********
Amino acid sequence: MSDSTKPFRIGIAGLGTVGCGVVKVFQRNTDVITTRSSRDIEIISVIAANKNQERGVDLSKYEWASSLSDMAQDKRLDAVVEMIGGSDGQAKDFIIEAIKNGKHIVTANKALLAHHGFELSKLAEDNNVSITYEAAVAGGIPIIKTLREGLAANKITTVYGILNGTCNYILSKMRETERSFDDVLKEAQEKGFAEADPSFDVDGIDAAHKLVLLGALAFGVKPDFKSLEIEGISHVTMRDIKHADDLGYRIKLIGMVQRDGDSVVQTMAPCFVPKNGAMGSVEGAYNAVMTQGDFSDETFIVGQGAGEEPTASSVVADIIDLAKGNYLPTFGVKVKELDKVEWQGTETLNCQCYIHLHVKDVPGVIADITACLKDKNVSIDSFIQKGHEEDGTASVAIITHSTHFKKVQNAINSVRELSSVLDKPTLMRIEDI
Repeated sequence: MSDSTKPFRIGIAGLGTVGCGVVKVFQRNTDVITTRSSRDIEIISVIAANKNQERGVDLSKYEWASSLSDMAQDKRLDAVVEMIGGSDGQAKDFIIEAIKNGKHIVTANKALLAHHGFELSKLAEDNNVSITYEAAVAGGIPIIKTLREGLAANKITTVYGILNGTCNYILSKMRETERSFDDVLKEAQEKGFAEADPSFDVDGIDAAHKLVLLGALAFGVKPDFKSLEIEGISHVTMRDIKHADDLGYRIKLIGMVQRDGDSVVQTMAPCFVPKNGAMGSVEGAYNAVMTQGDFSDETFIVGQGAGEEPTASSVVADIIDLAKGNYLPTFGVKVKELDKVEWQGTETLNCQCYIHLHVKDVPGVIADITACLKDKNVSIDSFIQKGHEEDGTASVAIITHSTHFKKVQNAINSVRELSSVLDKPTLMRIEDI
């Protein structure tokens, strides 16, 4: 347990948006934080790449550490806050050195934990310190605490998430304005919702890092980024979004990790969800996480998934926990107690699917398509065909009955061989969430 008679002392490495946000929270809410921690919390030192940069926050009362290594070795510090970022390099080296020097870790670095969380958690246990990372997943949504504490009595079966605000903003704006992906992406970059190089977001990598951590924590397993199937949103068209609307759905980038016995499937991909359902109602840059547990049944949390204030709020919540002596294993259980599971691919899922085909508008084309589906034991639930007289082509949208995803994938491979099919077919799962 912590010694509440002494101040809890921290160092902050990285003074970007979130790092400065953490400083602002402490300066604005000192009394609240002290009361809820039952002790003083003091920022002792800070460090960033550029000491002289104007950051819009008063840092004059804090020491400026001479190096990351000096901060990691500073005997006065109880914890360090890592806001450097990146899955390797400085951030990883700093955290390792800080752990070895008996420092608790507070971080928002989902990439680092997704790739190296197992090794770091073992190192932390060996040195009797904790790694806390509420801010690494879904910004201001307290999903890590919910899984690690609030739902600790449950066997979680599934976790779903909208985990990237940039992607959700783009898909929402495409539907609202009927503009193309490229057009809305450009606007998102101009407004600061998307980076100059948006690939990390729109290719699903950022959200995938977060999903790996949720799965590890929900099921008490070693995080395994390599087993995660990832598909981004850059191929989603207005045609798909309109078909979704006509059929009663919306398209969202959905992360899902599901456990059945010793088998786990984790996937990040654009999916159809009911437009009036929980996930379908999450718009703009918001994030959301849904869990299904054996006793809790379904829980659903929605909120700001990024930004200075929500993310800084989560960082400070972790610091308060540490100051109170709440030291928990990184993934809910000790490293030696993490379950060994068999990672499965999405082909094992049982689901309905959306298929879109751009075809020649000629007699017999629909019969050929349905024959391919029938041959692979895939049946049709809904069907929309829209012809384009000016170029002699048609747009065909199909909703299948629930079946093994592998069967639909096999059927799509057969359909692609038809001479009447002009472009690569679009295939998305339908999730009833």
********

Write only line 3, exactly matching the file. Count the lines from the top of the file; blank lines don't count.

């Protein structure tokens, strides 16, 4: 347990948006934080790449550490806050050195934990310190605490998430304005919702890092980024979004990790969800996480998934926990107690699917398509065909009955061989969430 008679002392490495946000929270809410921690919390030192940069926050009362290594070795510090970022390099080296020097870790670095969380958690246990990372997943949504504490009595079966605000903003704006992906992406970059190089977001990598951590924590397993199937949103068209609307759905980038016995499937991909359902109602840059547990049944949390204030709020919540002596294993259980599971691919899922085909508008084309589906034991639930007289082509949208995803994938491979099919077919799962 912590010694509440002494101040809890921290160092902050990285003074970007979130790092400065953490400083602002402490300066604005000192009394609240002290009361809820039952002790003083003091920022002792800070460090960033550029000491002289104007950051819009008063840092004059804090020491400026001479190096990351000096901060990691500073005997006065109880914890360090890592806001450097990146899955390797400085951030990883700093955290390792800080752990070895008996420092608790507070971080928002989902990439680092997704790739190296197992090794770091073992190192932390060996040195009797904790790694806390509420801010690494879904910004201001307290999903890590919910899984690690609030739902600790449950066997979680599934976790779903909208985990990237940039992607959700783009898909929402495409539907609202009927503009193309490229057009809305450009606007998102101009407004600061998307980076100059948006690939990390729109290719699903950022959200995938977060999903790996949720799965590890929900099921008490070693995080395994390599087993995660990832598909981004850059191929989603207005045609798909309109078909979704006509059929009663919306398209969202959905992360899902599901456990059945010793088998786990984790996937990040654009999916159809009911437009009036929980996930379908999450718009703009918001994030959301849904869990299904054996006793809790379904829980659903929605909120700001990024930004200075929500993310800084989560960082400070972790610091308060540490100051109170709440030291928990990184993934809910000790490293030696993490379950060994068999990672499965999405082909094992049982689901309905959306298929879109751009075809020649000629007699017999629909019969050929349905024959391919029938041959692979895939049946049709809904069907929309829209012809384009000016170029002699048609747009065909199909909703299948629930079946093994592998069967639909096999059927799509057969359909692609038809001479009447002009472009690569679009295939998305339908999730009833």